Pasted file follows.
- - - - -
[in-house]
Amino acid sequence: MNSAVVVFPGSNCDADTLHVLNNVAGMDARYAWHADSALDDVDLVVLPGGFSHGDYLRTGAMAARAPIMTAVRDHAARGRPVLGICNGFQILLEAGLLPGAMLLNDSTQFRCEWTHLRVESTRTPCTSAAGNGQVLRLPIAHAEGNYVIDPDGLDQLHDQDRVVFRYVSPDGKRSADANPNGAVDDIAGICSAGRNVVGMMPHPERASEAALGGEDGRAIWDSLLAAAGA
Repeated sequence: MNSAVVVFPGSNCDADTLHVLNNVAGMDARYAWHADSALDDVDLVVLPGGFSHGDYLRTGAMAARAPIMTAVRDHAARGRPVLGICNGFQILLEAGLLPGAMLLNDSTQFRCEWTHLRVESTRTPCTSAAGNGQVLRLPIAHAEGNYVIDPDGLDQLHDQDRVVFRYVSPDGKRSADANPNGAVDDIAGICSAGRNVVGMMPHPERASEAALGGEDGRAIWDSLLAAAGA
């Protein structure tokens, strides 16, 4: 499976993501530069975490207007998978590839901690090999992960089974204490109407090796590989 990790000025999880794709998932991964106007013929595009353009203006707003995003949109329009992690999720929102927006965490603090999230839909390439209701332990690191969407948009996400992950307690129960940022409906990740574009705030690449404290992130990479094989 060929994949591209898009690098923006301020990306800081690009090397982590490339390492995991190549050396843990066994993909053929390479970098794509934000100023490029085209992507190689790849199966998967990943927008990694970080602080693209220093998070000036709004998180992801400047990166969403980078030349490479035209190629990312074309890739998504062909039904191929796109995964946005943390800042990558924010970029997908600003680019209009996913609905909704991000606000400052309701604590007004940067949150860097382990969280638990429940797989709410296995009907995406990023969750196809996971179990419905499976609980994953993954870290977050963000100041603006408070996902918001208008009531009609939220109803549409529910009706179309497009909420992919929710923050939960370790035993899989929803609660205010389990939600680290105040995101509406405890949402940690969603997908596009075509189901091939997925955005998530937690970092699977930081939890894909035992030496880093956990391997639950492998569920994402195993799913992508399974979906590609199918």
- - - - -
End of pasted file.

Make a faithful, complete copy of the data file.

[in-house]
Amino acid sequence: MNSAVVVFPGSNCDADTLHVLNNVAGMDARYAWHADSALDDVDLVVLPGGFSHGDYLRTGAMAARAPIMTAVRDHAARGRPVLGICNGFQILLEAGLLPGAMLLNDSTQFRCEWTHLRVESTRTPCTSAAGNGQVLRLPIAHAEGNYVIDPDGLDQLHDQDRVVFRYVSPDGKRSADANPNGAVDDIAGICSAGRNVVGMMPHPERASEAALGGEDGRAIWDSLLAAAGA
Repeated sequence: MNSAVVVFPGSNCDADTLHVLNNVAGMDARYAWHADSALDDVDLVVLPGGFSHGDYLRTGAMAARAPIMTAVRDHAARGRPVLGICNGFQILLEAGLLPGAMLLNDSTQFRCEWTHLRVESTRTPCTSAAGNGQVLRLPIAHAEGNYVIDPDGLDQLHDQDRVVFRYVSPDGKRSADANPNGAVDDIAGICSAGRNVVGMMPHPERASEAALGGEDGRAIWDSLLAAAGA
């Protein structure tokens, strides 16, 4: 499976993501530069975490207007998978590839901690090999992960089974204490109407090796590989 990790000025999880794709998932991964106007013929595009353009203006707003995003949109329009992690999720929102927006965490603090999230839909390439209701332990690191969407948009996400992950307690129960940022409906990740574009705030690449404290992130990479094989 060929994949591209898009690098923006301020990306800081690009090397982590490339390492995991190549050396843990066994993909053929390479970098794509934000100023490029085209992507190689790849199966998967990943927008990694970080602080693209220093998070000036709004998180992801400047990166969403980078030349490479035209190629990312074309890739998504062909039904191929796109995964946005943390800042990558924010970029997908600003680019209009996913609905909704991000606000400052309701604590007004940067949150860097382990969280638990429940797989709410296995009907995406990023969750196809996971179990419905499976609980994953993954870290977050963000100041603006408070996902918001208008009531009609939220109803549409529910009706179309497009909420992919929710923050939960370790035993899989929803609660205010389990939600680290105040995101509406405890949402940690969603997908596009075509189901091939997925955005998530937690970092699977930081939890894909035992030496880093956990391997639950492998569920994402195993799913992508399974979906590609199918």